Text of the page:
My research focus is seismic tomography for imaging the elastic and anelastic properties of the earth in various scales; from meters in environmental, hydrogeological, geotechnical and archaeological problems, kilometers in hydrocarbon exploration targets, up to thousands of kilometers in the study of upper mantle and crust of subduction zones.
This research encompasses different facets of seismic tomography including computational and methodological aspects of the inverse problem, the assessment of uncertainty using high performance computing, forward modeling, as well as the development of algorithms for the extraction of useful information from seismic waveforms. Other interests include Earth's free oscillations, spatio-temporal changes of seismic noise, digitization of old analog seismograms, exploring non-conventional inversion approaches based upon global optimization methods such as genetic algorithms, and studying wave propagation and seismic radiation of earthquakes in the very shallow part of subduction zones that is considered to be aseismic.
Jia Chen joined Prof. Wofsy’s group in Aug. 2011 with a research interest in urban greenhouse gas and pollutant emissions. She works on a method to determine the rates of emissions in cities by measuring the column-averaged gas concentration in the atmosphere, using the sun as light source. This work involves development of compact, mobile, sun-tracking Fourier Transform Infrared Spectrometer (FTIR), atmospheric modeling using mesoscale models (e.g., WRF-GHG), and network design.
Jia Chen received her PhD in electrical engineering at Technische Universität München (Prof. Amann's group) in collaboration with Siemens. She developed hand-held laser-based gas sensors for industrial/household applications, with a focus on modeling of surface-emitting lasers (VCSEL), in-fiber based gas sensing, and efficient signal evaluation. She also worked on transmission method (CDMA) for Powerline Communication System in automobiles for her diploma thesis at Universität Karlsruhe. She is a recipient of the Graduate Student Fellowship Award of IEEE, ITG award of the German EE society VDE and holds several patents related to her PhD and Diploma work.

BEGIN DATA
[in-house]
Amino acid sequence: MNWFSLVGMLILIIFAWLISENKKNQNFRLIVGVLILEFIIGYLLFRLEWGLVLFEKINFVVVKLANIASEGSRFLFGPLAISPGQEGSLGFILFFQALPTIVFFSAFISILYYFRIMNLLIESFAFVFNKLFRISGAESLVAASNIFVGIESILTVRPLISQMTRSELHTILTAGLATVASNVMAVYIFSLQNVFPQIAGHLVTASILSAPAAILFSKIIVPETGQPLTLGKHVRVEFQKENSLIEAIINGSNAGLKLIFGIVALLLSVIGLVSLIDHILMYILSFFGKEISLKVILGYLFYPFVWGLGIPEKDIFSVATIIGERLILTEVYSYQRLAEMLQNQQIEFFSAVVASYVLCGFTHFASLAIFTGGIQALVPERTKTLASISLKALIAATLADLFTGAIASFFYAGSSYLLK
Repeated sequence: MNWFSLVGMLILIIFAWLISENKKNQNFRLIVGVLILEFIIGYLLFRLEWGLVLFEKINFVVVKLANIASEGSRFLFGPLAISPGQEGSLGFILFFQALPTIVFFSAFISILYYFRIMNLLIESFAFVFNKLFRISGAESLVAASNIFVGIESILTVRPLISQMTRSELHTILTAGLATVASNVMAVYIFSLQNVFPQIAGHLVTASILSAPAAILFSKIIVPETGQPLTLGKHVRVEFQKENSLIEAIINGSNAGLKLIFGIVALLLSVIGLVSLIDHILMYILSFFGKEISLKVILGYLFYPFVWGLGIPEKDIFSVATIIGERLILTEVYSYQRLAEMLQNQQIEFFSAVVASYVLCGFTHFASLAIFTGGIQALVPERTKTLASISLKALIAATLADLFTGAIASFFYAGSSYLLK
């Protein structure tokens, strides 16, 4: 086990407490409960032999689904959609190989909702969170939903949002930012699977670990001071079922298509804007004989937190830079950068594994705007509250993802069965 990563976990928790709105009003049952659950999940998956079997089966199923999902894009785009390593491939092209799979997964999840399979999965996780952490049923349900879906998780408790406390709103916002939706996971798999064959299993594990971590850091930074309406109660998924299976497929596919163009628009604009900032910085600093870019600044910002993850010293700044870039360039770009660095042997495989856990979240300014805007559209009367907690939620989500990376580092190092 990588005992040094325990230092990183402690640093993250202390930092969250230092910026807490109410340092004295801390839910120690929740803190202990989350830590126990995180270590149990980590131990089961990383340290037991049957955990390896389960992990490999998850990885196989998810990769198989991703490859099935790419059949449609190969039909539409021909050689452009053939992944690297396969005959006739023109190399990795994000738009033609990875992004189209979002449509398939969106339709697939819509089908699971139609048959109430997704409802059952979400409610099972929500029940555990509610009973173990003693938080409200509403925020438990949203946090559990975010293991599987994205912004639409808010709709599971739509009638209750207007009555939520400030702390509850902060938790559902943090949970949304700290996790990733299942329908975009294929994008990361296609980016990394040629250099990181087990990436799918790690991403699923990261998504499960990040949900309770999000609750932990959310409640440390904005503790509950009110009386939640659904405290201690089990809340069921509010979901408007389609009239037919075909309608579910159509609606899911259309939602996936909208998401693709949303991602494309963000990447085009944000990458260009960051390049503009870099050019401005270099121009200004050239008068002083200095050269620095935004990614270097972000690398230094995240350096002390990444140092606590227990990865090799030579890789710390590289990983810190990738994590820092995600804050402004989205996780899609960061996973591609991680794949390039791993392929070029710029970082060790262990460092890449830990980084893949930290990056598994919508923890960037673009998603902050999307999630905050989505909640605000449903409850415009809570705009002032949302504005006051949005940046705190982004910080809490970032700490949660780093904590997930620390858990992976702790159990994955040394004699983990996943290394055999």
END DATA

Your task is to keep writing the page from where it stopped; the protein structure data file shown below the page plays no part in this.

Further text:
Carling joined the Mitrovica group in the summer of 2012 after receiving her Ph.D. in physics from the University of Toronto. One of the main goals of Carling’s work is to answer the important climatological question: what are the various contributors to the observed changes in sea level? Her research focuses on using statistical techniques to better understand global mean sea level during current and past warm periods, and to develop the tools necessary to extract source information from historical sea-level records. Understanding how past sea level has changed in response to rising surface temperatures is a critical step in our ability to predict sea-level rise into the next century and beyond.
Research Associate Perez-Mercader Lab, Rowland Institute
Tereza Pereira de Souza is a licentiate in Mathematics by the São Paulo State (IBILCE-UNESP) Brazil. She has obtained her Ph.D. in Biochemistry at the Dept. of Biochemistry, University of São Paulo (USP, Brazil). Thesis: "The analysis of ionic properties in anionic and zwitterionic micelles or cationic vesicles systems: a mean field theoretical approach." Later she worked as a post doctoral fellow at Prof. Pier Luigi Luisi group at Dept of Biology (UNIROMA3 -Italy) developing an experimental approach to the synthesis of proteins inside lipid vesicles using cell-free protein systems. She also worked as post doctoral fellow in the Prof. Alfred Fahr group at Dept. of Pharmaceutical Technology (FSU-Jena, Germany), where she worked with the entrapment of protein and ribosome inside of liposome, as well interactions of polyelectrolyte-membranes, physical chemistry of fatty acid vesicles, and vesicle formation investigations by freeze fracture and cryo-TEM.
Juan Pérez-Mercader earned his Ph.D. from the City College of New York. He is an Elected Member of the International Academy of Astronautics and of the European Academy of Arts and Sciences. In 1998 in Association with the NASA Astrobiology Institute, he founded Spain's Centro de Astrobiología (CAB) of which he was its first Director. He is the architect of Spain's current participation with infrastructure and instrumentation on board Mars Science Laboratory that arrived on Mars in August 2012. He is Profesor de Investigación in Spain's National Research Council (CSIC) and an External Faculty at the Santa Fe Institute. In 2010, he joined Harvard as a Senior Research Fellow in the Department of Earth and Planetary Sciences and the university's Origins of Life Initiative, where he leads a project on the "Top-down Synthesis of an Ex-novo Chemical Artificial Living System".
Fatemeh Sedaghatpour has received her PhD in Space and Planetary Sciences from Arkansas Center for Space and Planetary Sciences at the University of Arkansas in 2013. She has joined Professor Stein Jacobsen’s group as a postdoctoral fellow in June 2013 and promoted to Research Associate in June 2016. Her research involves stable isotope cosmochemistry to study the early solar system, origin and evolution of planetary bodies. Her current research is focused on Mg and Ca stable isotope systems in lunar samples and meteorites samples using high precision isotopic analyses to have a better understanding of the Moon’s origin and evolution, and investigate the planetary formation processes.